These types of comments can be a kick in the teeth and be taken personally especially if it’s a bit slow or the end of the day. I’m not sure why people feel compelled to say these things? Who knows the psychology going on here, maybe they are genuinely interested but it's just the way they say it?


The social side of shows is one of the best elements of being at them, you get to catch up with friends you might not have seen for ages, enjoy the camaraderie and support and go for meals afterwards. That bit is fun!


But come time to pack up its heads down, wrap work (hopefully less than you brought), unscrew shelves, pack boxes and reload your suitcase, car, van or Belingo!


I know a lot of people then have to drive halfway across the country immediately afterwards which in itself is knackering let alone off the back of standing on your feet chatting for several days. Hopefully you get a rest day afterwards to recover. Until the next one, which maybe is just days away at certain times of the year.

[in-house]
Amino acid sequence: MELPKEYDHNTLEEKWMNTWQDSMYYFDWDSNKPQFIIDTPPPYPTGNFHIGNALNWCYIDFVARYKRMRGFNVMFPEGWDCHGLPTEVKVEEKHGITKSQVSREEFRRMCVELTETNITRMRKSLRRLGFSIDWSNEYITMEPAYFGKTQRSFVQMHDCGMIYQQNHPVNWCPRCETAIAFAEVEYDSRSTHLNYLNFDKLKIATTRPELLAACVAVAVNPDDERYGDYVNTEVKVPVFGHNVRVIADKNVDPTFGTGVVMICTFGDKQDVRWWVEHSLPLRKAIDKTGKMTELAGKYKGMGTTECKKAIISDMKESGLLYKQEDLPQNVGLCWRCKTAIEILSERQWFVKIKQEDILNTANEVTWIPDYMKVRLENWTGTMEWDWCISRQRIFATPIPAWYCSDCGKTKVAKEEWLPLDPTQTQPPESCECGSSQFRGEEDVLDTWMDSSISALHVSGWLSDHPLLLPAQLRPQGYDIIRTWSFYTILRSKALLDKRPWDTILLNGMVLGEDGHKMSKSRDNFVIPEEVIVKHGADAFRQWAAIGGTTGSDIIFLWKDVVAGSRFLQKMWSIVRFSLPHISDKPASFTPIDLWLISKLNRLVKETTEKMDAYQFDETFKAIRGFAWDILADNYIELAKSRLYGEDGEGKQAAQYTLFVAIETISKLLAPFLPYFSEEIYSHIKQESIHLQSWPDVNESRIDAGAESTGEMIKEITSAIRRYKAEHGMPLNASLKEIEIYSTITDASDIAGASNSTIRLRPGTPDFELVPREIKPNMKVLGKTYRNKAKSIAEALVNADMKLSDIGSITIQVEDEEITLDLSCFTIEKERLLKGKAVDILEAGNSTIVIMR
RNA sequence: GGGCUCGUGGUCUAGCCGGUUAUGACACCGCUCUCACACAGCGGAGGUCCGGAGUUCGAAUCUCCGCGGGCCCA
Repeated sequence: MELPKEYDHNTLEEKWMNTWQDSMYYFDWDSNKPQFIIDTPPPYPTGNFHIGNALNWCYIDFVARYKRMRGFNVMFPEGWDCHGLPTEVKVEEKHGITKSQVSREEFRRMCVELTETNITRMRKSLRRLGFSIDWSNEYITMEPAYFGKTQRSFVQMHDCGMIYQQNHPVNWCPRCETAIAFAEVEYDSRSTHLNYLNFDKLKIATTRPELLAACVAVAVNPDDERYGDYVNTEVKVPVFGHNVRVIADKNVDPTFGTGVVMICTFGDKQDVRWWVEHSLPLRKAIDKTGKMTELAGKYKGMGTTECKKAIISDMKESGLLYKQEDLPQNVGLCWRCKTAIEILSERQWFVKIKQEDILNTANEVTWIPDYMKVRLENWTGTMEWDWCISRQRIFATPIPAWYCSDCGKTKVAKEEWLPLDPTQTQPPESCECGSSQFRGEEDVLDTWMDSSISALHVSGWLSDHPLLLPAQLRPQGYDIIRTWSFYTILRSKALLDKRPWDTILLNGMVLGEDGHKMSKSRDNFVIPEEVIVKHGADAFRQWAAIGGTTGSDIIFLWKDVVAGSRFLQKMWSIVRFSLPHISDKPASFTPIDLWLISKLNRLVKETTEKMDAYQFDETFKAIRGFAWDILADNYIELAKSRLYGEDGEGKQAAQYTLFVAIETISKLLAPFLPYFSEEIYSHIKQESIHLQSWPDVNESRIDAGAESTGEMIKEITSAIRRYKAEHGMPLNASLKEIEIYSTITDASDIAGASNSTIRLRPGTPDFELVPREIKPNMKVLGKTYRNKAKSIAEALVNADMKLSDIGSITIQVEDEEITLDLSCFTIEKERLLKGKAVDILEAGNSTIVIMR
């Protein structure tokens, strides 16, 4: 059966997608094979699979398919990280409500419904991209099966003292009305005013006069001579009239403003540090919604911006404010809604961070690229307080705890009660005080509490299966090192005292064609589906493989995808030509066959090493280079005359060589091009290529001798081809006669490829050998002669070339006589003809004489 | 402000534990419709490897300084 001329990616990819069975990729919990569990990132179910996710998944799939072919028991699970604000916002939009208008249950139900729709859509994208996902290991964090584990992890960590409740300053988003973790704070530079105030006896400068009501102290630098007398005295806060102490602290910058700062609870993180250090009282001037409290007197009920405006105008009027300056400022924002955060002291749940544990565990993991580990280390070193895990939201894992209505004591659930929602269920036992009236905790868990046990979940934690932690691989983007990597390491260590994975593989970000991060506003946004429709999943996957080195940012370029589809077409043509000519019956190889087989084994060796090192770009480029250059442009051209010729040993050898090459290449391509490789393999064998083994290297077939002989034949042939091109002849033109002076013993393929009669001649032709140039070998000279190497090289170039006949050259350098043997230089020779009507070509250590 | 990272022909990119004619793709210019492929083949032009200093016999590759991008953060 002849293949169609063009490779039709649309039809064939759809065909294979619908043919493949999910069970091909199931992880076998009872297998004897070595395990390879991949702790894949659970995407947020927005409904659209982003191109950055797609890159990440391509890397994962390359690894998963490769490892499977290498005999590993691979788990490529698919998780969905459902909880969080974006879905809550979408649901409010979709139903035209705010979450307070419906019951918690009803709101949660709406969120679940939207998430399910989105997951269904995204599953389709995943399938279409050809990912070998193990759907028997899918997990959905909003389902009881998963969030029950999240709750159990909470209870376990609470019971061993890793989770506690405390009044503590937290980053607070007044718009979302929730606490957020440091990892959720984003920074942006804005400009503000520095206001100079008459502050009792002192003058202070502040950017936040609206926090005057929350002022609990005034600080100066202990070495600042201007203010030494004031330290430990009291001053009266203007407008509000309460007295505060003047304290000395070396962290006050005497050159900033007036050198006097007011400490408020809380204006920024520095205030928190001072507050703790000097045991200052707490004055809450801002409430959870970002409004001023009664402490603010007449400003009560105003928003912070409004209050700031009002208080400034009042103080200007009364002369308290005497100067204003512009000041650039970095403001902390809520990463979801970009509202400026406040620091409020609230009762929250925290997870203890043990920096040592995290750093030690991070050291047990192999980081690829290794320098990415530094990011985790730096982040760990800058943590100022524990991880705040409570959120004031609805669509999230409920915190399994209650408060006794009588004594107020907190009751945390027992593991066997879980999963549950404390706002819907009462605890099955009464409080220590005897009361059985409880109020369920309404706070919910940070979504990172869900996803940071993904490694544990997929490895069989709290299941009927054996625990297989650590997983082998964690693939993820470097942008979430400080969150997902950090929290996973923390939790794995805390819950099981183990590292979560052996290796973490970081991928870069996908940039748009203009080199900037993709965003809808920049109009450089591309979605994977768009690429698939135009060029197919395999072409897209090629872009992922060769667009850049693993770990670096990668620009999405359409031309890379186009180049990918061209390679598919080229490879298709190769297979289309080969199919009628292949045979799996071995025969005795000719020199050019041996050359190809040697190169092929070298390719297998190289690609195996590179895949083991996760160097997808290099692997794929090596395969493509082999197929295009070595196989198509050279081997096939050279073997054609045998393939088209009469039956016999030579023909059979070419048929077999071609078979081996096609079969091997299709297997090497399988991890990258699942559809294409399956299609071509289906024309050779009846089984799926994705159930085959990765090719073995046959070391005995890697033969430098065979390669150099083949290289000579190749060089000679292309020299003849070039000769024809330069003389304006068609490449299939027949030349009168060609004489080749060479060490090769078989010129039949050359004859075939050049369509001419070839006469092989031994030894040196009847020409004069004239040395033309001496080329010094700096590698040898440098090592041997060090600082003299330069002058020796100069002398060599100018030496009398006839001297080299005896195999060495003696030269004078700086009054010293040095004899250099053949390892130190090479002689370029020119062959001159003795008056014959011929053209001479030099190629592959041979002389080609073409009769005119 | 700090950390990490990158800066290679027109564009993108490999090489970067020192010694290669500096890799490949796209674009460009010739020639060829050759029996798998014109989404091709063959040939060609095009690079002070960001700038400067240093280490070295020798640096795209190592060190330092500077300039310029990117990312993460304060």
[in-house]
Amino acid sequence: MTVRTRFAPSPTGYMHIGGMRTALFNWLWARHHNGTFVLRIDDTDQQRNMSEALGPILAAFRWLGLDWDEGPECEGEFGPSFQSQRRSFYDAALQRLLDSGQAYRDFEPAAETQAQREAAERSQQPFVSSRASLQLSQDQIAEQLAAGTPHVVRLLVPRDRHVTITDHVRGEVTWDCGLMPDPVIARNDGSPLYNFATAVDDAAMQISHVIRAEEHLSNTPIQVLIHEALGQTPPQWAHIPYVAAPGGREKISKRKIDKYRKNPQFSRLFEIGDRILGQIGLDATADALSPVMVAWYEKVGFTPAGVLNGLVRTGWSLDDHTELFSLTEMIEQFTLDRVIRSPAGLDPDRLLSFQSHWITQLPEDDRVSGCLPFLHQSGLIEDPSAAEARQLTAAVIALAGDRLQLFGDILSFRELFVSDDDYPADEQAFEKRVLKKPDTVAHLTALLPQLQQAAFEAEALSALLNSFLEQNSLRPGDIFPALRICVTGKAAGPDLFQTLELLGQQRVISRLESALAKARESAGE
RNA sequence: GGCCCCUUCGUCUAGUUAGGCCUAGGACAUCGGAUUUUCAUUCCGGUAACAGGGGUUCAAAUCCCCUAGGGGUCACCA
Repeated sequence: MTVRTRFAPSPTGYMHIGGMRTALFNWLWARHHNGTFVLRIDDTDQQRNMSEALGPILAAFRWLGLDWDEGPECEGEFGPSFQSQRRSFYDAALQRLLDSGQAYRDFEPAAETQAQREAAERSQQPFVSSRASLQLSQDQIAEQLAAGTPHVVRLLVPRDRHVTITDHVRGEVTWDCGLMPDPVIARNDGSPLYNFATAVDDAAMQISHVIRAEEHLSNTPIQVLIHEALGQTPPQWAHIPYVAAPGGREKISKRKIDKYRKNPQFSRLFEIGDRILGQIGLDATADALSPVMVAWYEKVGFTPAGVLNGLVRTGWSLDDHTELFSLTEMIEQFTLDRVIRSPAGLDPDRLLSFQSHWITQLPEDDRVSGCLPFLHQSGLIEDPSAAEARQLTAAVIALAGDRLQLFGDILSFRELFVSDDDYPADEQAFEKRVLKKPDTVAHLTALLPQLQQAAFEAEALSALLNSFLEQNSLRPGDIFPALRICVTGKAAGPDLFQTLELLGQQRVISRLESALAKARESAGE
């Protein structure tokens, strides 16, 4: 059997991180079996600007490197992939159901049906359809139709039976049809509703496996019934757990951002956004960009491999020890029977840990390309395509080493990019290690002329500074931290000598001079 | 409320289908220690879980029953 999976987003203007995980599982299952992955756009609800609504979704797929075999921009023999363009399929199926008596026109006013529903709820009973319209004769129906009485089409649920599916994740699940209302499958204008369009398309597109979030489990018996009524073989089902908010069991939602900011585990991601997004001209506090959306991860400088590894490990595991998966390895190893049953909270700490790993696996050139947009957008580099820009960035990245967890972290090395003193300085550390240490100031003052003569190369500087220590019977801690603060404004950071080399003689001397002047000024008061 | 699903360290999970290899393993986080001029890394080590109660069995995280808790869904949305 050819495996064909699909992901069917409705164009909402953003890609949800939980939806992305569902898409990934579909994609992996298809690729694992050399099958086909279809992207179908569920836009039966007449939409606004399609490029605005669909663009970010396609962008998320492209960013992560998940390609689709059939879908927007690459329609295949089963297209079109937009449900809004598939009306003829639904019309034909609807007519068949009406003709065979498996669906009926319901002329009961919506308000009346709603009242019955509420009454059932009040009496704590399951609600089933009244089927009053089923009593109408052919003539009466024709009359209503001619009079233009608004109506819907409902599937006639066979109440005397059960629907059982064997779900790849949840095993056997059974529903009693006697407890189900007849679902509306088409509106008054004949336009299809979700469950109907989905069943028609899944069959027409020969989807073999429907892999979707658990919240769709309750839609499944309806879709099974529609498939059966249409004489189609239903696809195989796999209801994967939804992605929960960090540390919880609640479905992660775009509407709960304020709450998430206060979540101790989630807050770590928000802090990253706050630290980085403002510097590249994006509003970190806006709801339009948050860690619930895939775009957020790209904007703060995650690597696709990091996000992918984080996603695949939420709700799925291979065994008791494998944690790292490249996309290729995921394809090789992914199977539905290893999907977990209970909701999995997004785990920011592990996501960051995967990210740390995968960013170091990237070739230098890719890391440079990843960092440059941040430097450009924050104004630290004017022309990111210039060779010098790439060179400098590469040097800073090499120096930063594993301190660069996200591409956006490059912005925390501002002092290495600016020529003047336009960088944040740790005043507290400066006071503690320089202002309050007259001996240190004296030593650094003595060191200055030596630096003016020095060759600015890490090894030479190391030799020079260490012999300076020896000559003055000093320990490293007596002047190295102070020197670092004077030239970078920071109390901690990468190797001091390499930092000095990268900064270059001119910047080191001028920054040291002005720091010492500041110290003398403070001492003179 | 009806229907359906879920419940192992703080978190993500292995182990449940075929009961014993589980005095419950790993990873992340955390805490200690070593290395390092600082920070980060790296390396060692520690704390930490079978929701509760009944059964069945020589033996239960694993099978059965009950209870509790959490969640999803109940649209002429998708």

I know for lots of people once you’ve found a show that works it's frustrating when you then don’t get selected the following year and it's hard not to take that personally. It’s hard I know, but the shows have selection panels and they have to, curate a mix of disciplines (always lots of Jewellers) and keep it fresh and give different makers a chance to exhibit so there’s constantly something new for visitors to see.


Then there are the Big shows like Collect, Decorex etc which are a whole different beast. More expensive to do with a totally different audience and expectation. You're not really there selling your work on site as with the Craft Fairs, it's a showcase and about conversations with trade, galleries and interior designers and building relationships with those people there but also afterwards. Often this won’t give you instant results, sometimes none at all but sometimes it could come sometime afterwards, a commission, or a large order etc.